slog also has logging levels and both JSON and plaintext formatters.
Static analysis using
govulncheck tool is an official static analysis tool for detecting security vulnerabilities in the code. It was released earlier this year and is worth running on pre-existing code to determine if there are any lingering vulnerabilities.
Compare benchmark differences with
Several presenters used
benchstat to make comparisons between benchmark results. I benchmark functions all the time, but somehow have never used
benchstat for comparing benchmark results, so I’m excited to add another tool to my arsenal.
Loser tree (tournament tree) for merging ordered sequences
There was a presentation about merging ordered sequences into a single sorted array and optimizing the algorithm using a “Loser tree”, also known as a “Tournament tree”. I had never heard of this algorithm before, so I was quite intrigued by the explanation of how it works. In short, you run comparisons across a binary tree and only store the “loser” of each comparison.
Using Go to migrate 80 billion database records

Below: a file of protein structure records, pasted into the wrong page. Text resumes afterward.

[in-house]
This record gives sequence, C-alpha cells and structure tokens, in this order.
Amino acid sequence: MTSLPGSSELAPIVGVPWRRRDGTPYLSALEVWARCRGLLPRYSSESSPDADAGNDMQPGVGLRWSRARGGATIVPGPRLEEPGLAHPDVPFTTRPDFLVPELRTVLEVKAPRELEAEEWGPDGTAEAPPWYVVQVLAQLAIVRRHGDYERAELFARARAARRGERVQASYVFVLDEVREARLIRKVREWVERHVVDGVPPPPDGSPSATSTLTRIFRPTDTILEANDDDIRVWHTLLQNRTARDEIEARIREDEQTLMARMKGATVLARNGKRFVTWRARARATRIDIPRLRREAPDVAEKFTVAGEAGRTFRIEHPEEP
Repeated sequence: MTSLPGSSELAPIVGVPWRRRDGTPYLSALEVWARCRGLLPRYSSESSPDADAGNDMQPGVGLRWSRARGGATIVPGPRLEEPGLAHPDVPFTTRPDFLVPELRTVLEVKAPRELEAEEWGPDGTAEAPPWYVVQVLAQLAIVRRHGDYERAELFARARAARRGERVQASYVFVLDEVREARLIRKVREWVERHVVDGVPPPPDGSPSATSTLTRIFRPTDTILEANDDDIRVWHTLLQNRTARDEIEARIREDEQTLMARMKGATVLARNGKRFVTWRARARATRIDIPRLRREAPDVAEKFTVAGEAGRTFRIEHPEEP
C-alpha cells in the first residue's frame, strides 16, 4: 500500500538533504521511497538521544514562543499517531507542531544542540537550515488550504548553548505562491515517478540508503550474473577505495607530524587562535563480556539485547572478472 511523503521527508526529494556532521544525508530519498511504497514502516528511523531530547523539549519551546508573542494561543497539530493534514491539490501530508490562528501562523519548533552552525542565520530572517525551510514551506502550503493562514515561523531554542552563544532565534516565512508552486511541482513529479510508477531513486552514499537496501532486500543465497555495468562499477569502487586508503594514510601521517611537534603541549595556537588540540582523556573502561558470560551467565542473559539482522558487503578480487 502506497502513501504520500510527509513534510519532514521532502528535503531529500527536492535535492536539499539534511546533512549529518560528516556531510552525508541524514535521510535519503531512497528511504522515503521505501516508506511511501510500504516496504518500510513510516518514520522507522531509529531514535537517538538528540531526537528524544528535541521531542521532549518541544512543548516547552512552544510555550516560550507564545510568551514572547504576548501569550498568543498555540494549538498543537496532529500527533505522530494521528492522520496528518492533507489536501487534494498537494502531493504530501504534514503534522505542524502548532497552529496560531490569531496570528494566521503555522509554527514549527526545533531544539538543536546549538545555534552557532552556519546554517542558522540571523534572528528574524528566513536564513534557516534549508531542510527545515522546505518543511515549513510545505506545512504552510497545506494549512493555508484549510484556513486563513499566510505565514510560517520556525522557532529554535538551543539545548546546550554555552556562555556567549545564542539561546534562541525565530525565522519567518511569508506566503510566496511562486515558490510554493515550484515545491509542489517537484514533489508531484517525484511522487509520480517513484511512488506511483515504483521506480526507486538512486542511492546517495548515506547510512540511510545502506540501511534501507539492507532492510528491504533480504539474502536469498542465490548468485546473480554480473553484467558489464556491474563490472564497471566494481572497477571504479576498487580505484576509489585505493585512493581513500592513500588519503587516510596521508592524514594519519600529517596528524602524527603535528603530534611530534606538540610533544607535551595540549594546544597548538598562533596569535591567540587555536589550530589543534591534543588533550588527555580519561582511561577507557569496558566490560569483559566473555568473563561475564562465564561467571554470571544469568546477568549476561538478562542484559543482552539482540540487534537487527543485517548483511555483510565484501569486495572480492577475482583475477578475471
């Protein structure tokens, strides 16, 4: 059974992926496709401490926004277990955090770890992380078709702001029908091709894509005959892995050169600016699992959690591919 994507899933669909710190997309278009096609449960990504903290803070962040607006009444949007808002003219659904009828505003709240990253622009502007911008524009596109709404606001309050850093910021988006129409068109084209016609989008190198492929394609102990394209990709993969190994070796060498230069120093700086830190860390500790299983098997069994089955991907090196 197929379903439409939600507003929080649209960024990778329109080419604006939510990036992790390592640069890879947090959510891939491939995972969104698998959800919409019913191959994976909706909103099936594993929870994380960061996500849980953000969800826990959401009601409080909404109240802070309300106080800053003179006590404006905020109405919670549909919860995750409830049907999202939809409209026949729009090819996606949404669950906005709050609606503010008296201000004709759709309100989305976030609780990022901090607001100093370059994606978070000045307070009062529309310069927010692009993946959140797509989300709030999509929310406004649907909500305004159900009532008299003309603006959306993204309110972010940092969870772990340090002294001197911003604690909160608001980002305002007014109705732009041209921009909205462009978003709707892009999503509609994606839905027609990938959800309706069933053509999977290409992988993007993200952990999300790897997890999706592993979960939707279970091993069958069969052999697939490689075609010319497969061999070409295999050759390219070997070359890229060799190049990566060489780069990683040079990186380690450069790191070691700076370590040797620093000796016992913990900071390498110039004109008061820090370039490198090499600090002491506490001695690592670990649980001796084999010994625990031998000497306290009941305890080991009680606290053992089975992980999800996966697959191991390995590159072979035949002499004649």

A software engineer at Bitly was tasked with migrating 80 billion database records from a relational database to Google Cloud Bigtable. She explained the various issues they ran into and how they were able to drastically reduce the migration time using concurrency in Go.
Feed the Gopher game
They provide a multi-region authentication solution. Descope runs in multiple AWS regions and handles failover transparently.
Relatively popular multi-region, scalable relational database. Supposedly CockroachDB supports a fully active-active multi-region setup and might be a good alternative to other commercial options, like AWS RDS PostgreSQL.
Open source alternative to Slack with paid additional features. If Slack ever goes the way of the dinosaur or gets exceedingly greedy, this might be a good replacement.
What is a group of Gophers called?
Someone mentioned in the conference that they decided a group of Gophers should be called a “concurrency”. Seems appropriate.
After the third and final day of the conference, there was a closing party downtown at Punchbowl Social. Our hosts provided an abundance of good food and I found a Godzilla Premium pinball machine nestled between some other arcade machines, so I was happy. Didn’t win any prizes from all the raffle tickets I collected, but that’s fine. The conference was great and I’m grateful I was able to attend. Hopefully I can make it back next year!